I would also personally say that several of these episodes feature the greatest endings of this show to date (namely Episode 4, Episode 6, and Episode 8). While the idea of binging is not a new one, and this being one of those bingeworthy shows, these endings are so perfect in just about every way. Without spoiling anything, Episode 4’s closing utilizes the classic Vera Lynn song, We’ll Meet Again to great effect (seriously, this is one of the greatest songs ever written and it elevates this episode’s conclusion to the highest degree).
Everything about Stranger Things 3 feels refreshing. Featuring a darker tone, significantly improved production value, all around better performances, great original score and soundtrack, tightly paced episodes, and more consistency in quality, I can confidently say that Stranger Things 3 is the best season of the show to date. For those that had similar issues in being bored over the course of a few episodes within Season 2, then have no fear because this season will take your breath away and not give it back to you until the credits stop rolling on Episode 8.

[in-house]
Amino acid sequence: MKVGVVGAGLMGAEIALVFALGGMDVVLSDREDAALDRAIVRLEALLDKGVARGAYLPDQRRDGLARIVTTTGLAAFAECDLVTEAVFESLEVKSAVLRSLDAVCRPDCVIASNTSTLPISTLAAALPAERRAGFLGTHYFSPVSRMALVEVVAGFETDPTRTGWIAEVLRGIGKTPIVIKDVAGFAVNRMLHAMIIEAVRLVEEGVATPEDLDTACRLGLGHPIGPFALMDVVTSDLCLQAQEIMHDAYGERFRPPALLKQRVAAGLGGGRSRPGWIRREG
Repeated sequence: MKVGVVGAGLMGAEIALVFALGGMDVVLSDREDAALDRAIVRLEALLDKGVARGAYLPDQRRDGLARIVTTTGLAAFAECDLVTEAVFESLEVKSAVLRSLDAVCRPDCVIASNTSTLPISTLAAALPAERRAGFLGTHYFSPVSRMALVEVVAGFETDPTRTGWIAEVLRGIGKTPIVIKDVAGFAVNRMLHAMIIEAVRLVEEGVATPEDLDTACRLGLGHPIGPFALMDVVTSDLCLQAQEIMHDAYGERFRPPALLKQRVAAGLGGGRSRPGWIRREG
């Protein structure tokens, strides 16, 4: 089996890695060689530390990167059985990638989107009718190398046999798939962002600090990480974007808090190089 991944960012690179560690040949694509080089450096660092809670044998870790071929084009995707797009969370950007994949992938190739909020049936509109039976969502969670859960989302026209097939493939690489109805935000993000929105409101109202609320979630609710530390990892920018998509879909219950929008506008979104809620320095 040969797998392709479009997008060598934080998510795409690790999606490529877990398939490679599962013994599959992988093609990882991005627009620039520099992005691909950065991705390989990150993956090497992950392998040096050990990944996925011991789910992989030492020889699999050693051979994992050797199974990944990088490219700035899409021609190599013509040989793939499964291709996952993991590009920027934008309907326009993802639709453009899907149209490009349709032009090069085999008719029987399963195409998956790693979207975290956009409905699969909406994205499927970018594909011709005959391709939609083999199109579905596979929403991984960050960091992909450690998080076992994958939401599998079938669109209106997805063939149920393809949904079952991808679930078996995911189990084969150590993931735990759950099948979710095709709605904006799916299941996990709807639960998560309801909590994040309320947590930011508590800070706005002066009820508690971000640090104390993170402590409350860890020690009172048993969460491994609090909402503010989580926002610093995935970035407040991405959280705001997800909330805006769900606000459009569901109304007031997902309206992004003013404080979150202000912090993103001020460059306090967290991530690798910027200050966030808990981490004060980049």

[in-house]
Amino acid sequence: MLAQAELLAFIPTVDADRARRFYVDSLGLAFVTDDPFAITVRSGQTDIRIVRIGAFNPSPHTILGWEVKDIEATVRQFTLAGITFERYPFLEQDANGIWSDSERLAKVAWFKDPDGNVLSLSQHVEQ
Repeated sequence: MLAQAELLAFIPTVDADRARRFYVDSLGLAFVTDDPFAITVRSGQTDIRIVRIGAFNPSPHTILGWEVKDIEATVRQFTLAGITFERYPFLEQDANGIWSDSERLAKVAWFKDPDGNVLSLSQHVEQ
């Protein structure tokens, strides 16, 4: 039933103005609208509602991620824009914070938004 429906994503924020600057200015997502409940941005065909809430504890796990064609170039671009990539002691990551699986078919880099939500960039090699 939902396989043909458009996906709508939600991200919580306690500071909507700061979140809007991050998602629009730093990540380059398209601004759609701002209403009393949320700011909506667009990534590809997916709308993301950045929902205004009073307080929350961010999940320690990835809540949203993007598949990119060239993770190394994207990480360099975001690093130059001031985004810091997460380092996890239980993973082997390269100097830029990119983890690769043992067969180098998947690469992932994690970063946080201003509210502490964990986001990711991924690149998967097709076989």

Ranking of Stranger Things Seasons:
- Stranger Things 3
- Stranger Things
- Stranger Things 2
- There is a mid-credits scene during the final episode, so be sure to stick around and watch that!*
Stranger Things 3 is now streaming on Netflix! If you enjoyed this review, be sure to follow me for more and to follow me on my social media:
And if you want to take a look at another one of my reviews, be sure to check out my thoughts on Godzilla: King of the Monsters!